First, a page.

Yesterday, The Atlantic’s Jeffrey Goldberg posted a brief—and (to this Jew) amusing—note about turning down a request to join a discussion on French television about the “how the Israeli lobby influences American foreign policy.”
The amusing part of the post was when he said that he’d misplaced his horns and would have to find them before Rosh Hashana. I actually love jokes like that and make them all the time, often to the horror of my friends.
The less amusing part, however, was that he refused to join the discussion, and likened (in jest? Maybe?) the very request to an act of anti-Semitism.
I’ve read Goldberg for years, and even, many years ago, had the opportunity to give his book Prisoners a very positive review. Sometimes he and I agree on the issues that stand before Israel and the Jewish community. Sometimes we really, really don’t. So it goes.
But I confess to not only disagreeing with, but being genuinely flummoxed by, his reaction here.
In a post that was 127 words long (yes, I counted) and titled “An Offer I Could Refuse,” here is all the background information provided about the request he’d received:
I found this note in my in-box earlier this week, from a certain French television network: “Invitation to participate in the english debate to discuss Israel’s influence on American vis-a-vis Iran.” The text that followed read, in part, “We would love to have your insights on how the Israeli lobby influences American Foreign policy. I look forward to hearing from you.”
It is entirely possible that the “certain French television network” is one known for outlandish, provocative and/or anti-Semitic coverage, a place no one who takes themselves seriously should appear or support. It is at least equally possible that the rest of the email gave clear indication of outlandish, provocative and/or anti-Semitic intent.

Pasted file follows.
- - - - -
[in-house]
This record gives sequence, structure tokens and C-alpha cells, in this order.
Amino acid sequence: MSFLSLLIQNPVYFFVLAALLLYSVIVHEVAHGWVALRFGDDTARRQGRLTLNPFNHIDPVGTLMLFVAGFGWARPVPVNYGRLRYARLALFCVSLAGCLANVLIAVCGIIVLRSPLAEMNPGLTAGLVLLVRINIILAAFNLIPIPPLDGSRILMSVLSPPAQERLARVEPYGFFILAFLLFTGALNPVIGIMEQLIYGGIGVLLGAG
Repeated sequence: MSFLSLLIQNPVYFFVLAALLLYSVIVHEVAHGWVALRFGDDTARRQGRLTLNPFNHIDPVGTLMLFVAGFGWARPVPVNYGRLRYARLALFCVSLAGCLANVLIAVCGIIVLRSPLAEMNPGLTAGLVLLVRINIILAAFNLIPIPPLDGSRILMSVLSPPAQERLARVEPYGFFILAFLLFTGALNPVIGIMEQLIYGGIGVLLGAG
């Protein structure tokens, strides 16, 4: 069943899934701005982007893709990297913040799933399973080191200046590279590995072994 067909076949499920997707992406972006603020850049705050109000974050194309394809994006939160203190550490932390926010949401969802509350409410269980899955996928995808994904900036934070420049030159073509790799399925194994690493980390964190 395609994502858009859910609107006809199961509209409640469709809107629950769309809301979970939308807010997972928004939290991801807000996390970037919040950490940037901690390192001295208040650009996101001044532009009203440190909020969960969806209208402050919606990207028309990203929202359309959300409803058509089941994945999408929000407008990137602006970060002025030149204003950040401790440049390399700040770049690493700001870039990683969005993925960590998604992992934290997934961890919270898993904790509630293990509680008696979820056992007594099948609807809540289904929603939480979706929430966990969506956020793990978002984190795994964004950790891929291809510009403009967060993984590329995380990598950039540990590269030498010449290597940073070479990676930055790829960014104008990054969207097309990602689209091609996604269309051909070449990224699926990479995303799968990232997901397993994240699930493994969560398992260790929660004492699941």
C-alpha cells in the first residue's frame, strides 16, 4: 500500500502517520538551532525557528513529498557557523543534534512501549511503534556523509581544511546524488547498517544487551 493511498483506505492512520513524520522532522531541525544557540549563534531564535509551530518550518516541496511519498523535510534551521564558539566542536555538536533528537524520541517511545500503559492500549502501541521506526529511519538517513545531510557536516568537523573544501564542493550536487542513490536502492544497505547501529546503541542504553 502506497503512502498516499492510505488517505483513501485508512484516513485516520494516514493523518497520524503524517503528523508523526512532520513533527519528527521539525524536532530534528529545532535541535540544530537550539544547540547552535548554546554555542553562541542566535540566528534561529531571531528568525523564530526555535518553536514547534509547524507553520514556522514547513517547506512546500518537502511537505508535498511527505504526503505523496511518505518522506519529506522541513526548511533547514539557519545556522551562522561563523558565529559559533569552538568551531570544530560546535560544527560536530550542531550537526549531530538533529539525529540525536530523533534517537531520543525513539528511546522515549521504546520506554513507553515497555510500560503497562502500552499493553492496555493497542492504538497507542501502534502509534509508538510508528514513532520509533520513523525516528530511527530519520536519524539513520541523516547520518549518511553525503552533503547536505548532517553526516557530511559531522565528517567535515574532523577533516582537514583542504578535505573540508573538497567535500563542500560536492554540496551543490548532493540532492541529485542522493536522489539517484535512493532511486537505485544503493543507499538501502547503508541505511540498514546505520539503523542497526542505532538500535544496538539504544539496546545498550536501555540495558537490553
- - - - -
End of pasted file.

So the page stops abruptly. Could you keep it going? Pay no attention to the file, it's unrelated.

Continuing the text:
However, in the absence of more information, what I see here is a straight-forward request to have a conversation about a lobby that was established in order to influence American foreign policy and whether that lobby succeeds or fails at that goal.
I will admit that the use of the word “Israeli” might be a bad sign (the lobby is American, and lobbies in support of what it perceives to be Israel’s interests), but again, in the absence of more information, I would tend to chalk that up to the fact that a foreigner was writing in English. It looks like a mistake, is what I’m saying—though sure, it would be entirely reasonable to clarify that one word before moving on.
But, look. I am not (I rush to mention) a moron. I know that the words “the Israel Lobby” can be code for “ZOMG Jews rule the world!!!”—a sentiment which I think we can all agree is the very essence of anti-Semitism.
But given a chance to talk about that lobby—a lobby which, like the Dairy Board and the tobacco industry and every other lobby in American politics, actually exists in order to have an impact on American policy—why not take the chance to clarify the prickly nature of the issue?
Why not say something like “Yes, this lobby exists, like every other lobby in American politics, in order to have an impact on American policy, but [fill in the blank with whatever you see to be the truth about the Israel lobby’s relative successes and failures].”
Despite not being a moron, I honestly don’t understand. Truly.
It is not anti-Semitic to say that the Israel lobby exists, and that said lobby has goals toward which it works. It is factual.
How we choose to frame the conversation going forward is then up to us.